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Discussion Starter #1
Anybody have pics of Jim Lee's race bikes from the 1970s? There is an awesome pic of Mick Grant taking a slide at the 1971 IOM on Jim Lee's Commando and I want to see if I can find some more pics of that bike.

Any history on Jim Lee you can fill in would be great too.
 

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Discussion Starter #4
yeah the tony foale-esque deep angle spine frame is what piqued my interest. I wanted to see if it was just the 2 strokes Lee did this with or if all his bikes were this crazy.
 

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you guys have short memories, i painted both Jim lees restored bikes remember ?
the ossa..




the Yamaha


i even had the original sickers on the fairing and tank reproduced..


early pics of both bikes..










 

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Discussion Starter #7
also what is the paint you are using for "Jim Lee Green"? Is it a candy over fine metallic? or a metallic color with a lot of clear? Or maybe a pearl?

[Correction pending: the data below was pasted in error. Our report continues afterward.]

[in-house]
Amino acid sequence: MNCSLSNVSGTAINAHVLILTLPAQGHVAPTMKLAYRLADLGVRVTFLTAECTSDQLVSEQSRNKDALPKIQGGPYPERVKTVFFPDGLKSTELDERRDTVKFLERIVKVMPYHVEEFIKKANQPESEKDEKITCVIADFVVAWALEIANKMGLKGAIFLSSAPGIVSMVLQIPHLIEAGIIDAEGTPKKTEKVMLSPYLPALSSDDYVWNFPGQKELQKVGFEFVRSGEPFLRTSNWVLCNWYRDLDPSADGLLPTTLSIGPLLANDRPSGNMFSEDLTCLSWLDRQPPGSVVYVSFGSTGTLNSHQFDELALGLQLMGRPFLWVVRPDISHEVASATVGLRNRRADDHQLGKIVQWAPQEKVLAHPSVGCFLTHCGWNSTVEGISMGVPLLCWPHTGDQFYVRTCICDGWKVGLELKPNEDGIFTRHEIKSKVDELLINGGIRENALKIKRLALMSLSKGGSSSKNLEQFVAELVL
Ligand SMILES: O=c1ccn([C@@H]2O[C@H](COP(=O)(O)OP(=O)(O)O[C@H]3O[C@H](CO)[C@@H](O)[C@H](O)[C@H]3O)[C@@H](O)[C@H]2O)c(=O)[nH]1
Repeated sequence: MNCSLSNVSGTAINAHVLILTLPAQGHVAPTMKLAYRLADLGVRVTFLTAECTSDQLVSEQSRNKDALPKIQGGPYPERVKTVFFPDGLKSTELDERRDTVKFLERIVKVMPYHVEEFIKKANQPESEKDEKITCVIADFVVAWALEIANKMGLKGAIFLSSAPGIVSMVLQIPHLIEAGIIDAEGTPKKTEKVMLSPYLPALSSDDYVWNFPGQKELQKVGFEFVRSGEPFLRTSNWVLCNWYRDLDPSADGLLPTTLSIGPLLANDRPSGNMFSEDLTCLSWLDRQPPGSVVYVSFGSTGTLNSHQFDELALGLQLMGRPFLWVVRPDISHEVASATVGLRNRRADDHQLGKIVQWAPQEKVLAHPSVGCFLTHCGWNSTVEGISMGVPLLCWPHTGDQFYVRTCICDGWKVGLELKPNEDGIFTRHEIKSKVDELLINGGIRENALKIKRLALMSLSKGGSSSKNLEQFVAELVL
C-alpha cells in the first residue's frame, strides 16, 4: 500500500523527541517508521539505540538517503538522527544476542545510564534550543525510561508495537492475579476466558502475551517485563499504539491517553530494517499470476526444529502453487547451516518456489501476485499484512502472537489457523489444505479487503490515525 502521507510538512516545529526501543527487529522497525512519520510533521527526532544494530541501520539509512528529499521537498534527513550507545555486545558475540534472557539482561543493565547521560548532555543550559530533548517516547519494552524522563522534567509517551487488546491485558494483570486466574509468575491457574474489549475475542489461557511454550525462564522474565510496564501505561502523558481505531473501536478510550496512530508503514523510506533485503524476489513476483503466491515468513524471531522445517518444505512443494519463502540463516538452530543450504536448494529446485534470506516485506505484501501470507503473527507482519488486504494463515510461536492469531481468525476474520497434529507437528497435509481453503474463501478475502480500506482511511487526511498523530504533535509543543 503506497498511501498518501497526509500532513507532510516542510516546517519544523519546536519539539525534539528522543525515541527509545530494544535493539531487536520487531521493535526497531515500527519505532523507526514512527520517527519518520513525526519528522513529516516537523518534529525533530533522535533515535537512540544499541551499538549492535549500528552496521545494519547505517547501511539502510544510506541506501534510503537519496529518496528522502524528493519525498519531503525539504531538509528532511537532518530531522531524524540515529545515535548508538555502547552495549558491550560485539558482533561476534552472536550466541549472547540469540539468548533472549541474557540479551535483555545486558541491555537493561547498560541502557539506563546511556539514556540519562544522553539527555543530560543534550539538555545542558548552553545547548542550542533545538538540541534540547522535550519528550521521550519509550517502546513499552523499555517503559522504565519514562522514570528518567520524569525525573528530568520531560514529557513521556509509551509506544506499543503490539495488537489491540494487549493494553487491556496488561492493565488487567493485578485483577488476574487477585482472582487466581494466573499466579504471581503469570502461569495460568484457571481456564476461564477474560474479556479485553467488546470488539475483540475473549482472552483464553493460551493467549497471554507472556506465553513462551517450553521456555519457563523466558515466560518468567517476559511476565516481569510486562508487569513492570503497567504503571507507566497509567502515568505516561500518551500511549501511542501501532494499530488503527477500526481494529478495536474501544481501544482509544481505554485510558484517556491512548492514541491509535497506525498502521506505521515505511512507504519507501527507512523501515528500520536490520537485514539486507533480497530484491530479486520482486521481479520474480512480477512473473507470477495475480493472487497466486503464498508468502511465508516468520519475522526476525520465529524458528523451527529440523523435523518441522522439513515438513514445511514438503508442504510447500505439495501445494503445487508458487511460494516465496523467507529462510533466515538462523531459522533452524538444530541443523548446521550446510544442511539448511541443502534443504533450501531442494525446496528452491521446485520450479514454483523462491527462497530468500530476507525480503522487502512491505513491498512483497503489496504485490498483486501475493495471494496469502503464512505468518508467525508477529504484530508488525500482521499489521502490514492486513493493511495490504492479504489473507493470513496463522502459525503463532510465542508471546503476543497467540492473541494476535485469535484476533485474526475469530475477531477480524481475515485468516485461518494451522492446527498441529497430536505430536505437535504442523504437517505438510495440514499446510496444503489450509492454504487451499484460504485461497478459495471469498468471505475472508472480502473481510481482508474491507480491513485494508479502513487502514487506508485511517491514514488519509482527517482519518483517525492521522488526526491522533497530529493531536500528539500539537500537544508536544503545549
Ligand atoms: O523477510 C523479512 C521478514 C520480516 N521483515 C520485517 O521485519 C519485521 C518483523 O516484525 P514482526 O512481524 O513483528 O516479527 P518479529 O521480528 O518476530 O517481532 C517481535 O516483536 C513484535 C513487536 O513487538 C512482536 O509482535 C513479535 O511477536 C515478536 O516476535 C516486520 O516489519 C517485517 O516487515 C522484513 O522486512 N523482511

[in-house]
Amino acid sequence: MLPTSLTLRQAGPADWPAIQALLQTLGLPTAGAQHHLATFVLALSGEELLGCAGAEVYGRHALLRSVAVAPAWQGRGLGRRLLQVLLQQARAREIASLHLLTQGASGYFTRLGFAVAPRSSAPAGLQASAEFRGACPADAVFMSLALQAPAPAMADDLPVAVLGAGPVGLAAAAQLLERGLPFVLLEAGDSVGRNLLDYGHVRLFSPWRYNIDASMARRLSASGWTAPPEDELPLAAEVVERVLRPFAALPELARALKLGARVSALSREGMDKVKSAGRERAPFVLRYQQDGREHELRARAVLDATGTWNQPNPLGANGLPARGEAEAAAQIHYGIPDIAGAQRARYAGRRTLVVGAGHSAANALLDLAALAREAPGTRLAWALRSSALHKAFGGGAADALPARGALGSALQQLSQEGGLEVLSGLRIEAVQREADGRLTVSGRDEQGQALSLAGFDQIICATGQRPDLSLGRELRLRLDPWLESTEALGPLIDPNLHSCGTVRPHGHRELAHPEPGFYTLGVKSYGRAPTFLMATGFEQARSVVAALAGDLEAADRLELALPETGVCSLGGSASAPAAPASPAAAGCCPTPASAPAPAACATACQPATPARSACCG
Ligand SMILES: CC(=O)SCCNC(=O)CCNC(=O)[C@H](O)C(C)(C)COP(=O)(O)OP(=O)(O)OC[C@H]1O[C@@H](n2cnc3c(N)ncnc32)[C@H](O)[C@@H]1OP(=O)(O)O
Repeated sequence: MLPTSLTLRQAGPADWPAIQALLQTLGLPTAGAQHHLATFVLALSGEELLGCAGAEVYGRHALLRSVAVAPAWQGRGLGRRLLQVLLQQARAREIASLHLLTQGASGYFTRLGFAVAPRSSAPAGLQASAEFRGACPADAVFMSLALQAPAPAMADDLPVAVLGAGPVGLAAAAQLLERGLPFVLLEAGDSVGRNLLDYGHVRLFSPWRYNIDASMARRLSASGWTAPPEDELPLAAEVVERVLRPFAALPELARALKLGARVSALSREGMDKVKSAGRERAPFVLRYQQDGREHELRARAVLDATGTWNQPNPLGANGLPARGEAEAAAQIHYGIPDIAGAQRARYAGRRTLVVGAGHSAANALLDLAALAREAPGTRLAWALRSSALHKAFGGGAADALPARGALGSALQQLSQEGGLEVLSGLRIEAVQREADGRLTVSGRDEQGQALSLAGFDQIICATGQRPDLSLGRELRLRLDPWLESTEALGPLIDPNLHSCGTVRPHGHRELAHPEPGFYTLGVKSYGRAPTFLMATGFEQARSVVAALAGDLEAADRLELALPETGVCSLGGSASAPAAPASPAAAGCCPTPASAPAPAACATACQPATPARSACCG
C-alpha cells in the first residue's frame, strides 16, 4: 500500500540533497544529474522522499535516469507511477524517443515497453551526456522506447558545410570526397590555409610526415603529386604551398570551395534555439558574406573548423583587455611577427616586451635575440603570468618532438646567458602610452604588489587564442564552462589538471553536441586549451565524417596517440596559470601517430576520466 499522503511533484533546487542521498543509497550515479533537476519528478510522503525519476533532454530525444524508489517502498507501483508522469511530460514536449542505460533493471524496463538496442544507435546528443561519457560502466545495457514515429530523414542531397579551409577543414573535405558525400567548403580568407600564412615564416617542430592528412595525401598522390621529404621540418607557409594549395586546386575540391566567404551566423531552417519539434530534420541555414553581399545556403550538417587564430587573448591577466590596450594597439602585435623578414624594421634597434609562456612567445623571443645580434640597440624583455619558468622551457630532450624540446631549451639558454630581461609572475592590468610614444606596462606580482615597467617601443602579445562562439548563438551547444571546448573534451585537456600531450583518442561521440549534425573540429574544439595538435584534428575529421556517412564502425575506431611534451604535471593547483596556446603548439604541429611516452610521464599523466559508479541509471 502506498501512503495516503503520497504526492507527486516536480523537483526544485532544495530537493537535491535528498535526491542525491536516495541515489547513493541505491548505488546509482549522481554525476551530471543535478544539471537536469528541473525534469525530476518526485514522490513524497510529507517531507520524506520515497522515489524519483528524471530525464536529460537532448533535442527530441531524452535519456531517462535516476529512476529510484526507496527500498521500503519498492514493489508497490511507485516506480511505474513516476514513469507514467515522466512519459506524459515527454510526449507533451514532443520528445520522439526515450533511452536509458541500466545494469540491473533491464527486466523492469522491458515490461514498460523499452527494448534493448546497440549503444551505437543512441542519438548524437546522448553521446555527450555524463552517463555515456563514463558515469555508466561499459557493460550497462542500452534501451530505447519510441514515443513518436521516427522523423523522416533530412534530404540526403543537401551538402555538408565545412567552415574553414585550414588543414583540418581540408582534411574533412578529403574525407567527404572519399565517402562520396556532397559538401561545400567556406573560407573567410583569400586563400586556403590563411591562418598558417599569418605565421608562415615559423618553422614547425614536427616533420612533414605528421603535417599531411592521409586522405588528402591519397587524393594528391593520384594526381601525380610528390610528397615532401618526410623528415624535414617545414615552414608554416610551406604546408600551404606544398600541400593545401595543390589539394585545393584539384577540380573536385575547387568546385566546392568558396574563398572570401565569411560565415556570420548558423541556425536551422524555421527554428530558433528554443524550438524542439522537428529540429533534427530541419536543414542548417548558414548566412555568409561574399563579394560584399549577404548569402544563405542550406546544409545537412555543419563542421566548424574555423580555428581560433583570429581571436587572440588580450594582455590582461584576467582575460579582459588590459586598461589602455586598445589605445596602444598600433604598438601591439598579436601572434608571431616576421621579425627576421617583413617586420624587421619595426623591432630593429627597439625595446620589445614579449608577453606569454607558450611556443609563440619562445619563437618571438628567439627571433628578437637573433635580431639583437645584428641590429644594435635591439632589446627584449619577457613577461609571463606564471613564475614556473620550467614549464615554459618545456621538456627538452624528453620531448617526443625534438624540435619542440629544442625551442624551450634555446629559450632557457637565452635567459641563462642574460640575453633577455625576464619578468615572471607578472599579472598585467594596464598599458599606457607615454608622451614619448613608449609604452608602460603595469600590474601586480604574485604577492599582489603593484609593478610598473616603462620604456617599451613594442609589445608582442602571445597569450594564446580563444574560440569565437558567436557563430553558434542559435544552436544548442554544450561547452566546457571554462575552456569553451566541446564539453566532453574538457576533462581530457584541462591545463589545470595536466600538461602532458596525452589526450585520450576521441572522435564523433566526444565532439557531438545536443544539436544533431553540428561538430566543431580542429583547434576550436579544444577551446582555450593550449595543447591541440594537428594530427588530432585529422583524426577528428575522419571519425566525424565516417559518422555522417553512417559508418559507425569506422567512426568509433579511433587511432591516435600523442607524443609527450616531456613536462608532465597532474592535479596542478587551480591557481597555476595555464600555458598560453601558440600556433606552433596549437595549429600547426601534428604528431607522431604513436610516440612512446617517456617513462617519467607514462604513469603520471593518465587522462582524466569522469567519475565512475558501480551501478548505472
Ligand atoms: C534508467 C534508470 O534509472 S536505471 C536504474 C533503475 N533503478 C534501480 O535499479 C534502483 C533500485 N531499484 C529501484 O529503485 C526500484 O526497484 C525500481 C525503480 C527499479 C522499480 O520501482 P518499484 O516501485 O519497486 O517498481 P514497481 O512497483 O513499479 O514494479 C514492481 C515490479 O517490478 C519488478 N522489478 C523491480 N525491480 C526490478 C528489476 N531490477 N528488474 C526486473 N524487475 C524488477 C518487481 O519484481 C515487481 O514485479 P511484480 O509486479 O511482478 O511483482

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the green was a british car colour, i cant remember the name or code but i can find out, i added a touch of pearl to it, a guy i know that teaches at Sheffield university in UK restored both these bikes, he has a passion for the Jim Lee bikes, i will contact him and ask him to send all pics and history and il pass it all to you..
 

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the green was a british car colour, i cant remember the name or code but i can find out, i added a touch of pearl to it, a guy i know that teaches at Sheffield university in UK restored both these bikes, he has a passion for the Jim Lee bikes, i will contact him and ask him to send all pics and history and il pass it all to you..
I used to race a Jim Lee Commando, there were 2 of them in the early 70's. Mick Grant rode one and I rode the other with success. I will look for some photos to post.